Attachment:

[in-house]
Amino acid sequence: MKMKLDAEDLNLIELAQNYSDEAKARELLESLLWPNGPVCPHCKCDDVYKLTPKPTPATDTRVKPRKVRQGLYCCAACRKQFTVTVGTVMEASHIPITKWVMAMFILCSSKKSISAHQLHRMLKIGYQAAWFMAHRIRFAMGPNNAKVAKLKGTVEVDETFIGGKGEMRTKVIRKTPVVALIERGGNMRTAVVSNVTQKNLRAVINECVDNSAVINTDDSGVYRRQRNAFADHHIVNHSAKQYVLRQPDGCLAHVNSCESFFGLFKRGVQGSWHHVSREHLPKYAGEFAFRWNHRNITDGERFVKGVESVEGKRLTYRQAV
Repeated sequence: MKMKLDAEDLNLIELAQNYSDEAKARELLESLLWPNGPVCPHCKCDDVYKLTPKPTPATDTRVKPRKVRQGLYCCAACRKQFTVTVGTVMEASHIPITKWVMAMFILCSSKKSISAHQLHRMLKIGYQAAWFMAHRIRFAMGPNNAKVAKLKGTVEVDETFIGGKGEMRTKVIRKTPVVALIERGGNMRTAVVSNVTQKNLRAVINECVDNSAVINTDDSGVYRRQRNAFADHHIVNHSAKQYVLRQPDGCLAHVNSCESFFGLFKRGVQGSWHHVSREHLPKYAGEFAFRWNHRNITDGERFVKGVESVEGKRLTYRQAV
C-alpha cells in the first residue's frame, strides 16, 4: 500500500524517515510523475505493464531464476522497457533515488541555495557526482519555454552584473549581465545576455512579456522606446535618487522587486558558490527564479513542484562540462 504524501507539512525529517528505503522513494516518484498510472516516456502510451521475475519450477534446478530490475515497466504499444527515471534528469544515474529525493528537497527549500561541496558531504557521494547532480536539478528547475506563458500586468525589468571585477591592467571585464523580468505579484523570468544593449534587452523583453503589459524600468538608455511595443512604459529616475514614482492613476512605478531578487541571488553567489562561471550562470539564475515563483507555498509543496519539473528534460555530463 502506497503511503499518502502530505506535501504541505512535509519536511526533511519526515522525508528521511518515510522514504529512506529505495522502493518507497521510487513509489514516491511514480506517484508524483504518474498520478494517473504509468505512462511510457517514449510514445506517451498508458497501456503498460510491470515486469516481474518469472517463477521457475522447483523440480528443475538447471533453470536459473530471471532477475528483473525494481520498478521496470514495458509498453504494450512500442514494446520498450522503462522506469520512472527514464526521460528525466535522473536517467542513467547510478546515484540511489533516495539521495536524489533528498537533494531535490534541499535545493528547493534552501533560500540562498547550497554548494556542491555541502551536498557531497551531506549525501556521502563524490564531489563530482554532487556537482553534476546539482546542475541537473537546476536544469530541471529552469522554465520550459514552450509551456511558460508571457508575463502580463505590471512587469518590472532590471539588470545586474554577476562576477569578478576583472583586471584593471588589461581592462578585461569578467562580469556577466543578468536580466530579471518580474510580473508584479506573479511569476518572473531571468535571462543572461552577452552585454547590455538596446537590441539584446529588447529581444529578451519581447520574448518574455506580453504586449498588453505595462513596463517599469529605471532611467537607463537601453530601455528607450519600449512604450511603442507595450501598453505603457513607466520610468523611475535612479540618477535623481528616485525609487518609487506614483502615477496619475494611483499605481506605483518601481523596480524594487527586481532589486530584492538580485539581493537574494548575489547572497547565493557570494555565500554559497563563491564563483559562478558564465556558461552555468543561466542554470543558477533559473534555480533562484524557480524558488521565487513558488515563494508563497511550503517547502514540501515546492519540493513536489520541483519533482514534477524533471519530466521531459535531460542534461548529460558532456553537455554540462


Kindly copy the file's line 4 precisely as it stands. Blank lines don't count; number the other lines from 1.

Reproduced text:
C-alpha cells in the first residue's frame, strides 16, 4: 500500500524517515510523475505493464531464476522497457533515488541555495557526482519555454552584473549581465545576455512579456522606446535618487522587486558558490527564479513542484562540462 504524501507539512525529517528505503522513494516518484498510472516516456502510451521475475519450477534446478530490475515497466504499444527515471534528469544515474529525493528537497527549500561541496558531504557521494547532480536539478528547475506563458500586468525589468571585477591592467571585464523580468505579484523570468544593449534587452523583453503589459524600468538608455511595443512604459529616475514614482492613476512605478531578487541571488553567489562561471550562470539564475515563483507555498509543496519539473528534460555530463 502506497503511503499518502502530505506535501504541505512535509519536511526533511519526515522525508528521511518515510522514504529512506529505495522502493518507497521510487513509489514516491511514480506517484508524483504518474498520478494517473504509468505512462511510457517514449510514445506517451498508458497501456503498460510491470515486469516481474518469472517463477521457475522447483523440480528443475538447471533453470536459473530471471532477475528483473525494481520498478521496470514495458509498453504494450512500442514494446520498450522503462522506469520512472527514464526521460528525466535522473536517467542513467547510478546515484540511489533516495539521495536524489533528498537533494531535490534541499535545493528547493534552501533560500540562498547550497554548494556542491555541502551536498557531497551531506549525501556521502563524490564531489563530482554532487556537482553534476546539482546542475541537473537546476536544469530541471529552469522554465520550459514552450509551456511558460508571457508575463502580463505590471512587469518590472532590471539588470545586474554577476562576477569578478576583472583586471584593471588589461581592462578585461569578467562580469556577466543578468536580466530579471518580474510580473508584479506573479511569476518572473531571468535571462543572461552577452552585454547590455538596446537590441539584446529588447529581444529578451519581447520574448518574455506580453504586449498588453505595462513596463517599469529605471532611467537607463537601453530601455528607450519600449512604450511603442507595450501598453505603457513607466520610468523611475535612479540618477535623481528616485525609487518609487506614483502615477496619475494611483499605481506605483518601481523596480524594487527586481532589486530584492538580485539581493537574494548575489547572497547565493557570494555565500554559497563563491564563483559562478558564465556558461552555468543561466542554470543558477533559473534555480533562484524557480524558488521565487513558488515563494508563497511550503517547502514540501515546492519540493513536489520541483519533482514534477524533471519530466521531459535531460542534461548529460558532456553537455554540462